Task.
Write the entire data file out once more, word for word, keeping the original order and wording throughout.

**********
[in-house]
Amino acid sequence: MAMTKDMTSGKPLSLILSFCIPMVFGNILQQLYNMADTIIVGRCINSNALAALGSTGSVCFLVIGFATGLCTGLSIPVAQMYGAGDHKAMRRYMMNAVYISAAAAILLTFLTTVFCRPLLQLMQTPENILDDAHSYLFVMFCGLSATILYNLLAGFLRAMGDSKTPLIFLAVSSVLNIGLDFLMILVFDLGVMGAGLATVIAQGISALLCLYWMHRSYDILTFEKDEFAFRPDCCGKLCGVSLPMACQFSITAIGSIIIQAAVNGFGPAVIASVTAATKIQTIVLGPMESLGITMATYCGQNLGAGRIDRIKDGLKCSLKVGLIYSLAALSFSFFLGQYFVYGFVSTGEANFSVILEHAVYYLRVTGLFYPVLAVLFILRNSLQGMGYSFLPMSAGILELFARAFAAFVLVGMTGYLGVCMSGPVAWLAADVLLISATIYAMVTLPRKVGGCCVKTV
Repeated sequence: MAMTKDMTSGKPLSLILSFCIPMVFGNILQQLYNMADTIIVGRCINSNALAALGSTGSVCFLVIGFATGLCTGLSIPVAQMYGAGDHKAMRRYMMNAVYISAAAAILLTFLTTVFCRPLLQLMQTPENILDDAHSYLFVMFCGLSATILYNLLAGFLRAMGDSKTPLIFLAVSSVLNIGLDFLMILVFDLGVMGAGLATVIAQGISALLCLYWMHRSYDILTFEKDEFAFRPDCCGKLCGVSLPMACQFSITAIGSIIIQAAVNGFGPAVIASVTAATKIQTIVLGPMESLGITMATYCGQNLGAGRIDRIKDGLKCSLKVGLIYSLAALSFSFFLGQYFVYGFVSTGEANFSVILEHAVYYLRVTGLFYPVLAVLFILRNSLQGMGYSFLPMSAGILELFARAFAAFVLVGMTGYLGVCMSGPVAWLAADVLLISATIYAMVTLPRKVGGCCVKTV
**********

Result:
[in-house]
Amino acid sequence: MAMTKDMTSGKPLSLILSFCIPMVFGNILQQLYNMADTIIVGRCINSNALAALGSTGSVCFLVIGFATGLCTGLSIPVAQMYGAGDHKAMRRYMMNAVYISAAAAILLTFLTTVFCRPLLQLMQTPENILDDAHSYLFVMFCGLSATILYNLLAGFLRAMGDSKTPLIFLAVSSVLNIGLDFLMILVFDLGVMGAGLATVIAQGISALLCLYWMHRSYDILTFEKDEFAFRPDCCGKLCGVSLPMACQFSITAIGSIIIQAAVNGFGPAVIASVTAATKIQTIVLGPMESLGITMATYCGQNLGAGRIDRIKDGLKCSLKVGLIYSLAALSFSFFLGQYFVYGFVSTGEANFSVILEHAVYYLRVTGLFYPVLAVLFILRNSLQGMGYSFLPMSAGILELFARAFAAFVLVGMTGYLGVCMSGPVAWLAADVLLISATIYAMVTLPRKVGGCCVKTV
Repeated sequence: MAMTKDMTSGKPLSLILSFCIPMVFGNILQQLYNMADTIIVGRCINSNALAALGSTGSVCFLVIGFATGLCTGLSIPVAQMYGAGDHKAMRRYMMNAVYISAAAAILLTFLTTVFCRPLLQLMQTPENILDDAHSYLFVMFCGLSATILYNLLAGFLRAMGDSKTPLIFLAVSSVLNIGLDFLMILVFDLGVMGAGLATVIAQGISALLCLYWMHRSYDILTFEKDEFAFRPDCCGKLCGVSLPMACQFSITAIGSIIIQAAVNGFGPAVIASVTAATKIQTIVLGPMESLGITMATYCGQNLGAGRIDRIKDGLKCSLKVGLIYSLAALSFSFFLGQYFVYGFVSTGEANFSVILEHAVYYLRVTGLFYPVLAVLFILRNSLQGMGYSFLPMSAGILELFARAFAAFVLVGMTGYLGVCMSGPVAWLAADVLLISATIYAMVTLPRKVGGCCVKTV